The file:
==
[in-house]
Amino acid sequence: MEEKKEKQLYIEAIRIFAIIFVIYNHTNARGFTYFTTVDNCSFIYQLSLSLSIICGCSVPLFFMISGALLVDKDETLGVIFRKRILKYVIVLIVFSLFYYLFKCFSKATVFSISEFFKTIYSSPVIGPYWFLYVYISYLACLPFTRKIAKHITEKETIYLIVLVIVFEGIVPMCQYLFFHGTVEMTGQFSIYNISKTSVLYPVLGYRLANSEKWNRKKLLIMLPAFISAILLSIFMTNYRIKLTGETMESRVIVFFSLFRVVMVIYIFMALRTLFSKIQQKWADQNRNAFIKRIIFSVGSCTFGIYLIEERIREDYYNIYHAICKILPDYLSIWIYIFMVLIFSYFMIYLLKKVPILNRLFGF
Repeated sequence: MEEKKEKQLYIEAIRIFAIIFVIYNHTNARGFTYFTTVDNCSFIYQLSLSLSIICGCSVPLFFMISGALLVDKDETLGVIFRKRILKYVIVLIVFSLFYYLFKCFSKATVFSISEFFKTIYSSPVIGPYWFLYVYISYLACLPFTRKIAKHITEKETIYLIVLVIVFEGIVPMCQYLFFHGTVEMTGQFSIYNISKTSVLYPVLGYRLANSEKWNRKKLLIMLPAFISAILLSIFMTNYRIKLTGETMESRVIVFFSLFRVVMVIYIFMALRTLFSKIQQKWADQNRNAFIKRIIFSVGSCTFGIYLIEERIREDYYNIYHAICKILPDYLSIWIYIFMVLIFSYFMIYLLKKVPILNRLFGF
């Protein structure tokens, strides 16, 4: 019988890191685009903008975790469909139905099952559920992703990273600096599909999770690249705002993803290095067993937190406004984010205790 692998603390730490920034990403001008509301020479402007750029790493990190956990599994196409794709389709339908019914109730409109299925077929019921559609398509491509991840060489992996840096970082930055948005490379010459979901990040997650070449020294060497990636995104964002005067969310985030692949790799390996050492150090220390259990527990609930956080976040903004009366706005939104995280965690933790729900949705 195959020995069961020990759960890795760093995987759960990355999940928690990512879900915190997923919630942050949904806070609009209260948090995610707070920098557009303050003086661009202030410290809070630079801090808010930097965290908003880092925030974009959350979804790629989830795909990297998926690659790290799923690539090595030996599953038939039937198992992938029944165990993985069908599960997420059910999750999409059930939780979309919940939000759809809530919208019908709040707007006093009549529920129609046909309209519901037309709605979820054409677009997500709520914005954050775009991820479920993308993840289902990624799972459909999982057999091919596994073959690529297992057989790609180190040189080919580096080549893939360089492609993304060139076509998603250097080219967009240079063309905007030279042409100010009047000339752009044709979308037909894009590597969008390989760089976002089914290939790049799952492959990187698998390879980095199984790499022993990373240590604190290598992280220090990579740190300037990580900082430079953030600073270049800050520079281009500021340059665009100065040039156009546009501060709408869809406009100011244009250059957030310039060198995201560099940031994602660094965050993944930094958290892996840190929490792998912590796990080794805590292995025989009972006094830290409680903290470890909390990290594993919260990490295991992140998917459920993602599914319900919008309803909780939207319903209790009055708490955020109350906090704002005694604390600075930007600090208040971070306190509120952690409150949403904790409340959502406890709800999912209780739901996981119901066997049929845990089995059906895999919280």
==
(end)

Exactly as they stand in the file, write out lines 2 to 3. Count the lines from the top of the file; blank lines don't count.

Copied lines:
Amino acid sequence: MEEKKEKQLYIEAIRIFAIIFVIYNHTNARGFTYFTTVDNCSFIYQLSLSLSIICGCSVPLFFMISGALLVDKDETLGVIFRKRILKYVIVLIVFSLFYYLFKCFSKATVFSISEFFKTIYSSPVIGPYWFLYVYISYLACLPFTRKIAKHITEKETIYLIVLVIVFEGIVPMCQYLFFHGTVEMTGQFSIYNISKTSVLYPVLGYRLANSEKWNRKKLLIMLPAFISAILLSIFMTNYRIKLTGETMESRVIVFFSLFRVVMVIYIFMALRTLFSKIQQKWADQNRNAFIKRIIFSVGSCTFGIYLIEERIREDYYNIYHAICKILPDYLSIWIYIFMVLIFSYFMIYLLKKVPILNRLFGF
Repeated sequence: MEEKKEKQLYIEAIRIFAIIFVIYNHTNARGFTYFTTVDNCSFIYQLSLSLSIICGCSVPLFFMISGALLVDKDETLGVIFRKRILKYVIVLIVFSLFYYLFKCFSKATVFSISEFFKTIYSSPVIGPYWFLYVYISYLACLPFTRKIAKHITEKETIYLIVLVIVFEGIVPMCQYLFFHGTVEMTGQFSIYNISKTSVLYPVLGYRLANSEKWNRKKLLIMLPAFISAILLSIFMTNYRIKLTGETMESRVIVFFSLFRVVMVIYIFMALRTLFSKIQQKWADQNRNAFIKRIIFSVGSCTFGIYLIEERIREDYYNIYHAICKILPDYLSIWIYIFMVLIFSYFMIYLLKKVPILNRLFGF